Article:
using proc sql

Posts: 54

using proc sql

Hello all,

I am trying to use proc sql to pull some information from a dataset.

I have 2 datasets. The first data set (called trying) is a list of account numbers, about 250. The 2nd dataset (called c2) is a list containing those 250 account numbers plus another 1 million more. In the 2nd data set there is a column of information I would like to attach to the 250 accounts called "type". My code is as follows.....

proc sql;

create table all_accounts as

select accountnum, type

from sasuser.c2

where accountnum in

(select distinct cacct from work.trying)


I get the code to do what I want for the most part. However, I need the list of account numbers on output to stay in the order in which they are input. They aren't sorted and need to be reattached to a larger file in the right order after the code is run. Is there a reason why the list "all_accounts" returns in a different but unsorted order than it was input? Thanks for any help/suggestions.

Super User
Posts: 10,527

Re: using proc sql

I suspect the order returned is the order they appear in sasuser.c2.

An alternative approach

proc sql;

     create table all_accounts as

     select b.accountnum, b.type

     from (select distinct cacct from work.trying) as a left join sasuser.c2 as b

          on a.cacct=b.accountnum;


may keep the order in work.trying if that is what is meant by "order entered".

If work.trying is supposed to be a list of accounts to select does it actually contain duplicates of cacct?

Respected Advisor
Posts: 4,654

Re: using proc sql

I think you would do better with the query :

proc sql;

create table all_accounts as

select t.*, c.type

     from work.trying as t left join sasuser.c2 as c

          on c.accountnum = t.cacct;


but the only way to guarantee a given order with SQL is to include an ordering variable in your dataset.


Respected Advisor
Posts: 3,124

Re: using proc sql

This may not be relevant, but FWIW, given your scenario (eg. look up a very small proportion of data within a big table), if you do it often, it would really boost your performance if you index the big table(if not changing often) on 'cacct'.


Occasional Contributor
Posts: 9

Re: using proc sql

First off left join is not the proper vehicle. unless there is the chance that there are accounts in trying that are not in c2.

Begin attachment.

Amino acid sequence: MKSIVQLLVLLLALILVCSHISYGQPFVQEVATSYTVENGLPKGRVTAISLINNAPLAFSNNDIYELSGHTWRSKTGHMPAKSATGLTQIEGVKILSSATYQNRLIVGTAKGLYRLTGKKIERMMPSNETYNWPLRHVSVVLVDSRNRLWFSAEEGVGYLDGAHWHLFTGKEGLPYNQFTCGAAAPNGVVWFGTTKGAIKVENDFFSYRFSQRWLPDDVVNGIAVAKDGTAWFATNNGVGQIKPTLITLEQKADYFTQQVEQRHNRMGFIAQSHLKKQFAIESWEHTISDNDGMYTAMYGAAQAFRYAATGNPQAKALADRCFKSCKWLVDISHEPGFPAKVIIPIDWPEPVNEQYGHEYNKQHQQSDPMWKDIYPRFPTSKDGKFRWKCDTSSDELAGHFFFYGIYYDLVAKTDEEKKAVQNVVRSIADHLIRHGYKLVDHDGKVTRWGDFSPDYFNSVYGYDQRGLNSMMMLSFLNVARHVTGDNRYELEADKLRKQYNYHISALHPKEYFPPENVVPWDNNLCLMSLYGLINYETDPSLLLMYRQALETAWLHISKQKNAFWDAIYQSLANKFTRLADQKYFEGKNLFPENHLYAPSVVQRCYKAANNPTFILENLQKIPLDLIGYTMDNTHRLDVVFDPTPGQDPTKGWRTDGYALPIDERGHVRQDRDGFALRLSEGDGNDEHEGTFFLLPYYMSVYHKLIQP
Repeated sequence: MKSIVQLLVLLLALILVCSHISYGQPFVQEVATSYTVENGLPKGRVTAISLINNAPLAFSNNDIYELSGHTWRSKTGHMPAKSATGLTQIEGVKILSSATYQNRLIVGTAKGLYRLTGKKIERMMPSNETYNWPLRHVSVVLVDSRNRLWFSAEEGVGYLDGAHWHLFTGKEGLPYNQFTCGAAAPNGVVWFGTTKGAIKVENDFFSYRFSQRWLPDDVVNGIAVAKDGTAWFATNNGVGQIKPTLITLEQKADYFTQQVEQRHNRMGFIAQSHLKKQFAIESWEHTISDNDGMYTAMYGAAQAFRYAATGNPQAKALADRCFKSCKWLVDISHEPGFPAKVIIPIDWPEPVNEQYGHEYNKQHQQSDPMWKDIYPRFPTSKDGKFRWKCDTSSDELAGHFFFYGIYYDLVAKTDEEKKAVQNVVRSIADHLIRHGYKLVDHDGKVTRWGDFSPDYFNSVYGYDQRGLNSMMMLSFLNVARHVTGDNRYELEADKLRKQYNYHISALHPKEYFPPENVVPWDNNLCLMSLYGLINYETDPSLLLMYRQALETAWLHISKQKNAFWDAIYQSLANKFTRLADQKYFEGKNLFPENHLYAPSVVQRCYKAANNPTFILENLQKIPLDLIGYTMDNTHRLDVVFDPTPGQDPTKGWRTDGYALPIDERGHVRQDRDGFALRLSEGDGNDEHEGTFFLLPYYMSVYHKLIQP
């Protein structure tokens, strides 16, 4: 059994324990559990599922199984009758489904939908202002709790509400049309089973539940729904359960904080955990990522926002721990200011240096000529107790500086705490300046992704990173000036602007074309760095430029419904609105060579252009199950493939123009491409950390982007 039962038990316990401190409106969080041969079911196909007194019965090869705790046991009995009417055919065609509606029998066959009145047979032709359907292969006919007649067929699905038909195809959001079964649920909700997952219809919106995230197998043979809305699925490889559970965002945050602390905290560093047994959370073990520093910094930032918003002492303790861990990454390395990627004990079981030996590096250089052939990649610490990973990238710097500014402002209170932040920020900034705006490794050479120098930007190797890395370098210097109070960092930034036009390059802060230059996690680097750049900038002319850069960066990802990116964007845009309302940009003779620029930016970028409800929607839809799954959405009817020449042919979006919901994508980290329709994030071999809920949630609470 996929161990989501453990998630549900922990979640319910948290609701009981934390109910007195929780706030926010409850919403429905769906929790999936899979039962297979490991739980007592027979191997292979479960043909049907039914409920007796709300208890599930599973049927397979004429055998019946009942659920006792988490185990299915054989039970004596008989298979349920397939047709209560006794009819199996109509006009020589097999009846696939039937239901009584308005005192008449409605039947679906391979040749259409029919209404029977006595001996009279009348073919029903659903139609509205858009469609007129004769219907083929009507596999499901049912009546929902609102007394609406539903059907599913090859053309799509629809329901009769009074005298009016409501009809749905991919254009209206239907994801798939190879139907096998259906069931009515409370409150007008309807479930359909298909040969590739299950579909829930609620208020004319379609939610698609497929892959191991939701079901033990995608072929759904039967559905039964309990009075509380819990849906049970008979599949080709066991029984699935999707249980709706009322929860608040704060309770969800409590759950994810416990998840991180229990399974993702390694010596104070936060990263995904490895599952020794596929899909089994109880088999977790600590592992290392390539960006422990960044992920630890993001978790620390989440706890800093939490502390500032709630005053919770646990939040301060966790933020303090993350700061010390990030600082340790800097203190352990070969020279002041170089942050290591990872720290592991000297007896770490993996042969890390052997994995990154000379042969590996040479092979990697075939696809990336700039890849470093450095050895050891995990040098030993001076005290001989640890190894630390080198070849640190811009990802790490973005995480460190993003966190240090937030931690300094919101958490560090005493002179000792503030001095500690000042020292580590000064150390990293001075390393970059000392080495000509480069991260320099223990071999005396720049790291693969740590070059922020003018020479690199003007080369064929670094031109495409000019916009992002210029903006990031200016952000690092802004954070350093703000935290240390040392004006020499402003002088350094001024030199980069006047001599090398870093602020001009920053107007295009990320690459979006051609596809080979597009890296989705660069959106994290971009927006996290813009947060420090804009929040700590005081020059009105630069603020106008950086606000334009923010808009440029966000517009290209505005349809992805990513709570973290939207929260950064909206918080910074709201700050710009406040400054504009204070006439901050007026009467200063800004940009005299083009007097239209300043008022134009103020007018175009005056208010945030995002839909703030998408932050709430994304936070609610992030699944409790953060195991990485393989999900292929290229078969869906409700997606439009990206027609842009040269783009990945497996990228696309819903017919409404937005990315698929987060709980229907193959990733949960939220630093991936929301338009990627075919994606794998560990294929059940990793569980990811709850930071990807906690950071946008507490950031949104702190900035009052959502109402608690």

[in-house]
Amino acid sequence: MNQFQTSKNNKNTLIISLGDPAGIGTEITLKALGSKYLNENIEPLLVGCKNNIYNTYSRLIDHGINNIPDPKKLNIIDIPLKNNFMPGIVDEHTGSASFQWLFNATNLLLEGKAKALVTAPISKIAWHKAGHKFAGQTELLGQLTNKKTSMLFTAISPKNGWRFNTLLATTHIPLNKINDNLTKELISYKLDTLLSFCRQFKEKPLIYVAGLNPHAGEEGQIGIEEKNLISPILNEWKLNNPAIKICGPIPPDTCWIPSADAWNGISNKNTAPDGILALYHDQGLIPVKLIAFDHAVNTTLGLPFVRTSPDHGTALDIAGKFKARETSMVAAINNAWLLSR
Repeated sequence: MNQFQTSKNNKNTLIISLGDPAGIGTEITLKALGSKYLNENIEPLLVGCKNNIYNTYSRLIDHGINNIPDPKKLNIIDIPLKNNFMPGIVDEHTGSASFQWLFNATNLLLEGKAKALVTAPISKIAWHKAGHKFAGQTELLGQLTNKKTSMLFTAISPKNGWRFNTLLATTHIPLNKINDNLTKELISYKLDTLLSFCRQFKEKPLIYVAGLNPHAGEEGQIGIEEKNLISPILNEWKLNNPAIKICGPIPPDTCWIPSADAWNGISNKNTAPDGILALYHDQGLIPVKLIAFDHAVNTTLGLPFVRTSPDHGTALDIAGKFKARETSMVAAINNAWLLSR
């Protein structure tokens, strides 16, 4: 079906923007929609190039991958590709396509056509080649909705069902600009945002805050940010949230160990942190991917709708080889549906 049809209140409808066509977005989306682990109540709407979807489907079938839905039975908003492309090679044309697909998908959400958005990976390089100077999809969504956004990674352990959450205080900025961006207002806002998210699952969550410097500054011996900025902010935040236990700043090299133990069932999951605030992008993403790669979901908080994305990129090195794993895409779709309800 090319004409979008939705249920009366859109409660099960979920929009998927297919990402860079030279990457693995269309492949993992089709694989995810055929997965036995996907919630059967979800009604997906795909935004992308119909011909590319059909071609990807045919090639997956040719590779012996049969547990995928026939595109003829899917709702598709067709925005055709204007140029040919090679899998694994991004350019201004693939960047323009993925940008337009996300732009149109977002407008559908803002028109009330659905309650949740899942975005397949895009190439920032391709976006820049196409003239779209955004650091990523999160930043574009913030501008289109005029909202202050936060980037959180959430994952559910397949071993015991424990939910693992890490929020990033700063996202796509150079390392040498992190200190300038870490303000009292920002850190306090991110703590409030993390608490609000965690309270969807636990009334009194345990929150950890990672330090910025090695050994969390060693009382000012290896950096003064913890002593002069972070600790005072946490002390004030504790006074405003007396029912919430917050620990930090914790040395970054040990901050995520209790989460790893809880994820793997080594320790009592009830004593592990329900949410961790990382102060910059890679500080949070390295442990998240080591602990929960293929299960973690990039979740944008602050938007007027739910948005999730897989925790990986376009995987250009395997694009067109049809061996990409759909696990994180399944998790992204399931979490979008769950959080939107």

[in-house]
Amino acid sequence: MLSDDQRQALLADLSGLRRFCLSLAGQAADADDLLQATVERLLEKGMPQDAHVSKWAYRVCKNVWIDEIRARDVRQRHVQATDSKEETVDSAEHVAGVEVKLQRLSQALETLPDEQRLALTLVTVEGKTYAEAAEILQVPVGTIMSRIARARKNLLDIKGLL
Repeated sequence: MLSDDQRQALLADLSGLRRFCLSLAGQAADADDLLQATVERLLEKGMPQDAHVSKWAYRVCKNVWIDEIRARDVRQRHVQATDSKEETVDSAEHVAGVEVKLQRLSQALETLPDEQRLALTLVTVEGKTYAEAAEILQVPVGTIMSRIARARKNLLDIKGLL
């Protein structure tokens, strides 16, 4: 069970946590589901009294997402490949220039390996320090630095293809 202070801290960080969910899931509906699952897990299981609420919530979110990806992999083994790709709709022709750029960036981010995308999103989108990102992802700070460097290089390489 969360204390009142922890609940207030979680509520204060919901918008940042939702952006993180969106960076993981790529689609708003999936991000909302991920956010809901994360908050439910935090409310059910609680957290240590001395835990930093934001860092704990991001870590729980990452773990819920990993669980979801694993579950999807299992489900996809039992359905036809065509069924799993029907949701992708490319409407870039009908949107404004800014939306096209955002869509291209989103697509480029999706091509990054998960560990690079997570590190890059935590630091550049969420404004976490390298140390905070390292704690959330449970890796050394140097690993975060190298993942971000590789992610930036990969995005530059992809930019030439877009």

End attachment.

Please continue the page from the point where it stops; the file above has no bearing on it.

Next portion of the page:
Second, an index will only help if the big table is used many times on account number, and only if the smaller stuff is < 10% of the big file, and the big file has a long record length.

Given what you stated, you only need a simple join.

proc sql;

  create table all_accounts as

  select a.accountnum


    from work.trying as a

    join  sasuser.c2 as b

      on a.accountnum = b.cacct

  order by a.accountnum



Basically SQL are set operations and does not guarantee ordering unless an order by statement is used.

IF the sasuser.c2 file has multiple observations with account numbers, then my code won't work.

In that case you replace "join sasuser.c2 as b" with a subquery "join (select distinct cacct  , type from sasuser.c2) as b"

This is faster since it subsets the big file first, and then performs the join

Using a "where value in subquery" is less efficient in that it creates more operations and more data movement.

Also, this way you can easily add variables from trying and c2 if you want them.

Valued Guide
Posts: 3,208

Re: using proc sql

The "proc SQL" is following the ANSI guidelines as much as possible. This is what I have found with hints.

Working with "SAS datastep" and using "proc SQL" is asking some awareness of differences.

  • SQL is designed with no automatic awareness of keeping ordering in tables.
  • Indexes orders etc. should be explicitly given. If missing and required they should be created.
  • SQL is designed to do optimized processing like multi-threading.

      Multi-threading is implemented wit SAS 9.

Running possible many subtasks doing a part of the SQL-job is leading to:

  • running much faster as is possible with a single subtasks
  • losing any hidden order of tables
  • prohibit overwriting/creating  a table that is also used as input.
  • more...?

SQL can gain or suffer a lot of indexes on tables ordering information. It is a job to study on on his own. That is why DBA Database Base Administrator has become a segregated role. 

The SQL improvements given like other have done in repley  is the way to go.

---->-- ja karman --<-----
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